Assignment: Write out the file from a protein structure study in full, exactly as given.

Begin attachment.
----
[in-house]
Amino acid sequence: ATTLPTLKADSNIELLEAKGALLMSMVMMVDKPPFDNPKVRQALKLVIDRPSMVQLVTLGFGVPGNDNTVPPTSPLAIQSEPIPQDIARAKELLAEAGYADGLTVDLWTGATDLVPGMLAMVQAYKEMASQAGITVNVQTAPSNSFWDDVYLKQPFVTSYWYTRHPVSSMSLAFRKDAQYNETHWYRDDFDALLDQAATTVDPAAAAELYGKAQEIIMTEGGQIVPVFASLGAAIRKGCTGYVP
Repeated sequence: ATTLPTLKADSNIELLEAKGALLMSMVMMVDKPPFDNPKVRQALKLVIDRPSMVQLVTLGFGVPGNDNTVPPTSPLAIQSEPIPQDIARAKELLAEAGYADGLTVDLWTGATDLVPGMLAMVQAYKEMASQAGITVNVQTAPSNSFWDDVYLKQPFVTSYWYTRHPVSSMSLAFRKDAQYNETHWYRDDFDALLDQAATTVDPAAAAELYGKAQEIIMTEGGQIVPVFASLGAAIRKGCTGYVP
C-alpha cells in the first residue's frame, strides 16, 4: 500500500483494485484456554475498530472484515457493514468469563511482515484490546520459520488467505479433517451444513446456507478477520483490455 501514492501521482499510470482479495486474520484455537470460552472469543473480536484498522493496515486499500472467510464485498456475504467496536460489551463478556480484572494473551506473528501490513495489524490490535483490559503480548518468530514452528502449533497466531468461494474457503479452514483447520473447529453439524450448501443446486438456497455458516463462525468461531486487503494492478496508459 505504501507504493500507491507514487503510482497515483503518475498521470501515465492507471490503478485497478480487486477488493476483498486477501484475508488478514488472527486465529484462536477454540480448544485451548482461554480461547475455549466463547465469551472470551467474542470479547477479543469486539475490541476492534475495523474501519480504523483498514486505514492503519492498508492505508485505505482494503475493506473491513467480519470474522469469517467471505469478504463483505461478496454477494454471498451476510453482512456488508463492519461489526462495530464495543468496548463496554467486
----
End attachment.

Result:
[in-house]
Amino acid sequence: ATTLPTLKADSNIELLEAKGALLMSMVMMVDKPPFDNPKVRQALKLVIDRPSMVQLVTLGFGVPGNDNTVPPTSPLAIQSEPIPQDIARAKELLAEAGYADGLTVDLWTGATDLVPGMLAMVQAYKEMASQAGITVNVQTAPSNSFWDDVYLKQPFVTSYWYTRHPVSSMSLAFRKDAQYNETHWYRDDFDALLDQAATTVDPAAAAELYGKAQEIIMTEGGQIVPVFASLGAAIRKGCTGYVP
Repeated sequence: ATTLPTLKADSNIELLEAKGALLMSMVMMVDKPPFDNPKVRQALKLVIDRPSMVQLVTLGFGVPGNDNTVPPTSPLAIQSEPIPQDIARAKELLAEAGYADGLTVDLWTGATDLVPGMLAMVQAYKEMASQAGITVNVQTAPSNSFWDDVYLKQPFVTSYWYTRHPVSSMSLAFRKDAQYNETHWYRDDFDALLDQAATTVDPAAAAELYGKAQEIIMTEGGQIVPVFASLGAAIRKGCTGYVP
C-alpha cells in the first residue's frame, strides 16, 4: 500500500483494485484456554475498530472484515457493514468469563511482515484490546520459520488467505479433517451444513446456507478477520483490455 501514492501521482499510470482479495486474520484455537470460552472469543473480536484498522493496515486499500472467510464485498456475504467496536460489551463478556480484572494473551506473528501490513495489524490490535483490559503480548518468530514452528502449533497466531468461494474457503479452514483447520473447529453439524450448501443446486438456497455458516463462525468461531486487503494492478496508459 505504501507504493500507491507514487503510482497515483503518475498521470501515465492507471490503478485497478480487486477488493476483498486477501484475508488478514488472527486465529484462536477454540480448544485451548482461554480461547475455549466463547465469551472470551467474542470479547477479543469486539475490541476492534475495523474501519480504523483498514486505514492503519492498508492505508485505505482494503475493506473491513467480519470474522469469517467471505469478504463483505461478496454477494454471498451476510453482512456488508463492519461489526462495530464495543468496548463496554467486